αὐτόσε, αὐτοῖς, αὐτούς, and αὐτοὺς πέμπειν have been suggested as emendations. Of these αὐτούς, which is read by Classen, gives the best sense and supplies a subject to ἐσπέμπειν: though it is open to the objection that its meaning must be gathered from the context, those who sent in the corn not being identical with τοὺς Λακεδαιμονίους, line 9. (See Appendix.)

τήν τε νῆσον—I have adopted the transposition of the clauses την τε νῆσον...οῦσαν and τότε...ποιεῖσθαι, which is approved by Krüger and followed by Classen. It has the advantage of avoiding grammatical difficulty, and greatly improving the sense. The fire disclosed the number of the enemy, and made landing easier. Demosthenes then saw the prospect of effecting a capture, which was in truth worth a struggle, and accordingly prepared for the attempt.

It must however be noted that according to manuscript authority the clause τότε...ποιεῖσθαι follows ἐσπέμπειν. If this order be retained, the inf. ποιεῖσθαι depends on ὑπονοῶν or the sense of thinking implied therein and it is necessary to insert δέ after τότε (Poppo). We thus get the meaning, ‘thinking that the Athenians were now the more eager, as for a prize worthy of their efforts’. Arnold reads τό τε...ποιεῖσθαι dependent on κατιδών, but the arrangement is extremely awkward.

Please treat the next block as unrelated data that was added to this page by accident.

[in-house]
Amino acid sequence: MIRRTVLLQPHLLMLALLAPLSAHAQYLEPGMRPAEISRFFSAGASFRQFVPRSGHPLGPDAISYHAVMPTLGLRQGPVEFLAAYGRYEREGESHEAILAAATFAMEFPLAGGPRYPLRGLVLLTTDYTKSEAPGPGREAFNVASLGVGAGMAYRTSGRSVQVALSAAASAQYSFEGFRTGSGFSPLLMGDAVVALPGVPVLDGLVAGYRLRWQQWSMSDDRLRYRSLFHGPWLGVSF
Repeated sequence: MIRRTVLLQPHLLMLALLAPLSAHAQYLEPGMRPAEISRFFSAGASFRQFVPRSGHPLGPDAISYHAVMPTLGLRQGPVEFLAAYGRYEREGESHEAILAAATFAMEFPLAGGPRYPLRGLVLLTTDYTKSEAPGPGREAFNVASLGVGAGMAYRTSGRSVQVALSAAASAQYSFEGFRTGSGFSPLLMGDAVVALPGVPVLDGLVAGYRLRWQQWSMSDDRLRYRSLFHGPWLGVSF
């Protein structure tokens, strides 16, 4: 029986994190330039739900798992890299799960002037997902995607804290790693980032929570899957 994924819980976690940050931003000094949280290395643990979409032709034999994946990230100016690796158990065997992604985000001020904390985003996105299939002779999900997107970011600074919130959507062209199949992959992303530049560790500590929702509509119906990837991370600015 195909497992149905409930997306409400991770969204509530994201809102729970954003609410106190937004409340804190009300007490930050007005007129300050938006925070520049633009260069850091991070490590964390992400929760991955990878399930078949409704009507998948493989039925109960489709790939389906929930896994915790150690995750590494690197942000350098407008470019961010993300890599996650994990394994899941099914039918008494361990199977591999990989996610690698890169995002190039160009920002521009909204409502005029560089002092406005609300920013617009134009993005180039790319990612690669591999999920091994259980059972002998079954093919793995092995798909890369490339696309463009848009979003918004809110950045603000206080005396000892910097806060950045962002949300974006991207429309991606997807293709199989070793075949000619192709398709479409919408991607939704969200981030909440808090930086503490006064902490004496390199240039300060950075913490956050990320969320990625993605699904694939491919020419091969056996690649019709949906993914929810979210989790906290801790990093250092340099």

εὐαποβατωτέραν—the island was ‘easier to land on’ because the fire had destroyed the cover in which the enemy could have posted themselves.

τότε ὡς ἐπ᾽ ἀξιόχρεων—following τὴν ἐπιχείρησιν παρεσκευάζετο, ‘as for a prize worthy of a more earnest effort on the part of the Athenians’, or perhaps ‘a risk which called for’ such an effort. ἀξιόχρεων, ‘worthy, adequate’, is here followed by an infinitive clause. We have, v. 13, ἀξιόχρεων ὄντων δρᾶν, in the sense of ‘competent’: also Hdt. iv. 126.

μεταπέμπων—‘sending for’. In this sense the middle would be expected; Thucydides however uses active and middle indifferently: cf. ch. 15, 4, note on βουλεύειν.